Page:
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Thecla

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- TL;DR Summary
- The number of terms for the harmonic series to reach a sum of 100 is very large. How did a mathematician calculate that number?

I am reading an interesting book by Julian Havil called:" Gamma-Exploring Euler's Constant."

Much of the book is devoted to the harmonic series,a slowly diverging series that tends toward infinity.However,one paragraph puzzles me. On p. 23 he says:

" In 1968 John W. Wrench Jr calculated the exact minimum number of terms for the series to sum past 100; that number is 15 092 688 622 113 788 323 693 563 264 538 101 449 859 497. Certainly he did not add up the terms. Imagine a computer doing so and suppose that it takes it a billionth of a second to add each new term to the sum and that we set it adding and let it continue doing so indefinitely. The job will have been completed in not less than 3.5X 10^17(American) billion years."That is it. Then he goes on to the next topic.How did John W Wrench Jr. calculate the exact minimum number of terms needed to exceed 100 with such precision. Julian Havil doesn't tell us. I know there are formulas to approximate the harmonic sum, but they are approximate.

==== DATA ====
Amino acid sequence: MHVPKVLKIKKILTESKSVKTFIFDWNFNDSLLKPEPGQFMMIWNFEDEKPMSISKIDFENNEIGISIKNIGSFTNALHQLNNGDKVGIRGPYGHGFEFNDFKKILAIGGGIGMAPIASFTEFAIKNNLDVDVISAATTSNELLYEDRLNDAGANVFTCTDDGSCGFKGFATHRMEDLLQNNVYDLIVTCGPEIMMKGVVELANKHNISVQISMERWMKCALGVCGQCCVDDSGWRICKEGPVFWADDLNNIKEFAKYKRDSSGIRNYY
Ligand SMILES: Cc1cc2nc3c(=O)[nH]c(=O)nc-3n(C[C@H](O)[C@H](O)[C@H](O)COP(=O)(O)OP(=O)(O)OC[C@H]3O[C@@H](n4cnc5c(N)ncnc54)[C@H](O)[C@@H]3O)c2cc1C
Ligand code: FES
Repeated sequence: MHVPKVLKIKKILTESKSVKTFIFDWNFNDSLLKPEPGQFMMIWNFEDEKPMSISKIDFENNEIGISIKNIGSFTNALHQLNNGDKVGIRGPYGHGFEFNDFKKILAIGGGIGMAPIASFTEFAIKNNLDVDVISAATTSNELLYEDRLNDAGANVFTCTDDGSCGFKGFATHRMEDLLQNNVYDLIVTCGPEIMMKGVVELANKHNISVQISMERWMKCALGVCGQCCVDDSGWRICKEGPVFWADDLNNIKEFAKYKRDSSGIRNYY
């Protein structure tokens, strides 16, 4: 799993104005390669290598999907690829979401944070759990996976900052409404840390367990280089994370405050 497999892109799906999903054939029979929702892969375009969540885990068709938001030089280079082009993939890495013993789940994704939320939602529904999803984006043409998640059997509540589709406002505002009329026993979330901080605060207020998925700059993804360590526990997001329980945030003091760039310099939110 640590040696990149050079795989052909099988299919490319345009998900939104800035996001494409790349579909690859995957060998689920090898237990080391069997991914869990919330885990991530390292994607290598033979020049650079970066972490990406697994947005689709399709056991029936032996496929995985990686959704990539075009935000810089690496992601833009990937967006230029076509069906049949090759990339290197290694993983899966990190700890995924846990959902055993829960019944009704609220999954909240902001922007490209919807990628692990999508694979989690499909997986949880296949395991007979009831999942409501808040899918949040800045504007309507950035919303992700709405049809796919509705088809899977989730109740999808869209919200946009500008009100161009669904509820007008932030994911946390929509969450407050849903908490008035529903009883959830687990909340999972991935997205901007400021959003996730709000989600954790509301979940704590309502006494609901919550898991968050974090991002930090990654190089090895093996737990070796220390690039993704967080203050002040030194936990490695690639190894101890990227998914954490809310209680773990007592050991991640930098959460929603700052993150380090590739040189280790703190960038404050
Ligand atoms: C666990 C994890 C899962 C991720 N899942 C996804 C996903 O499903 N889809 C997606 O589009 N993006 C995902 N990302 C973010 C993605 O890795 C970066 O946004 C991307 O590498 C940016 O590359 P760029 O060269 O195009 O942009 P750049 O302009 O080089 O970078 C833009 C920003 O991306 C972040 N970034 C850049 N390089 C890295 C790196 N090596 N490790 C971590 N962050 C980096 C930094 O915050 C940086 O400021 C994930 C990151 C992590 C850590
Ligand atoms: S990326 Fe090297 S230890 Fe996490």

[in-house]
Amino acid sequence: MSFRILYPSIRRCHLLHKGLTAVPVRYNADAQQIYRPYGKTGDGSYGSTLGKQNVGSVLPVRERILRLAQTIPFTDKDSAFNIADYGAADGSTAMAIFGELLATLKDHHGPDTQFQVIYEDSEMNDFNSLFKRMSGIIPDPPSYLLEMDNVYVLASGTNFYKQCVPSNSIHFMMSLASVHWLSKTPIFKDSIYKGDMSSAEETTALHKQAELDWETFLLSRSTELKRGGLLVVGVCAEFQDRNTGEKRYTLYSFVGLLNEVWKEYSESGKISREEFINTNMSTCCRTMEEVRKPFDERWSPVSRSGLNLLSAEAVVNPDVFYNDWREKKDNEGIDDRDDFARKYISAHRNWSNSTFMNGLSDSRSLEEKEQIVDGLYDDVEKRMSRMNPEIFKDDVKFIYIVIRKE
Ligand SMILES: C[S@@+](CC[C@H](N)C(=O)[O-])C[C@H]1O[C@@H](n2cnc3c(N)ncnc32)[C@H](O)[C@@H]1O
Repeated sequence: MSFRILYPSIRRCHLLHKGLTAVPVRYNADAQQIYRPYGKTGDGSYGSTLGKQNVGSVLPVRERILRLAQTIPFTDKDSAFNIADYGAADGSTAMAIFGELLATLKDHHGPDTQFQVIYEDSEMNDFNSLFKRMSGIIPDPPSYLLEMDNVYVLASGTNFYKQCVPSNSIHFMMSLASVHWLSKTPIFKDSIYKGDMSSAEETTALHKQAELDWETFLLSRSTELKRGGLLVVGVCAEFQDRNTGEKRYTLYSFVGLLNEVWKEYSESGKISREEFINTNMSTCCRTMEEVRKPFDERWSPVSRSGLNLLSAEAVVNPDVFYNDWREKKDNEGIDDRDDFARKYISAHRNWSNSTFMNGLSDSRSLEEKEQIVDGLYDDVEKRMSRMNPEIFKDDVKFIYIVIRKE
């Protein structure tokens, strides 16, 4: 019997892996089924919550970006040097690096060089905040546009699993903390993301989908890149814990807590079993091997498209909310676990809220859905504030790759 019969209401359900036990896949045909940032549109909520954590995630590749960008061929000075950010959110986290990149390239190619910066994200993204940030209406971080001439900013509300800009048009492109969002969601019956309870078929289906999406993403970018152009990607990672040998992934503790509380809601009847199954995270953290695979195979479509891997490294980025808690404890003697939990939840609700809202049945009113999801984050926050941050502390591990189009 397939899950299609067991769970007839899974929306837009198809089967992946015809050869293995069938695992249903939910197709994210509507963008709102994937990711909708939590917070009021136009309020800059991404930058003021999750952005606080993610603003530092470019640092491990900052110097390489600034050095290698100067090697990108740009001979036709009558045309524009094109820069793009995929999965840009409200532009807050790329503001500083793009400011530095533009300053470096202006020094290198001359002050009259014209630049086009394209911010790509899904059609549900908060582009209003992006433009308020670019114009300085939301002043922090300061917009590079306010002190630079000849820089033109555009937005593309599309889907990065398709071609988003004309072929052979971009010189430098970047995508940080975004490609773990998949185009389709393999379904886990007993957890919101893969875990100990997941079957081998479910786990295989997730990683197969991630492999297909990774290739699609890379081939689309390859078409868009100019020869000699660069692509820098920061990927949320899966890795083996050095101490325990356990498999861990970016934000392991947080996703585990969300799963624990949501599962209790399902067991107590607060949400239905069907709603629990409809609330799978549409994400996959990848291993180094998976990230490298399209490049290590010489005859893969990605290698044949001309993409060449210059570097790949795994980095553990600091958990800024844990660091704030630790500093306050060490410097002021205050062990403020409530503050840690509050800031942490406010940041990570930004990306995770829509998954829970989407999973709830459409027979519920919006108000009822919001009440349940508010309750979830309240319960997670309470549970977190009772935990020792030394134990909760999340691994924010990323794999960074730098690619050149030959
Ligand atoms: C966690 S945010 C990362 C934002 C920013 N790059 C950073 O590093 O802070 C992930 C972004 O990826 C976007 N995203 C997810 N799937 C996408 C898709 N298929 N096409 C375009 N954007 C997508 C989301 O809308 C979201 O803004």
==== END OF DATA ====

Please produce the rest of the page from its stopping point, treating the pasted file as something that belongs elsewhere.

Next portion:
Much of the book is devoted to the harmonic series,a slowly diverging series that tends toward infinity.However,one paragraph puzzles me. On p. 23 he says:

" In 1968 John W. Wrench Jr calculated the exact minimum number of terms for the series to sum past 100; that number is 15 092 688 622 113 788 323 693 563 264 538 101 449 859 497. Certainly he did not add up the terms. Imagine a computer doing so and suppose that it takes it a billionth of a second to add each new term to the sum and that we set it adding and let it continue doing so indefinitely. The job will have been completed in not less than 3.5X 10^17(American) billion years."That is it. Then he goes on to the next topic.How did John W Wrench Jr. calculate the exact minimum number of terms needed to exceed 100 with such precision. Julian Havil doesn't tell us. I know there are formulas to approximate the harmonic sum, but they are approximate.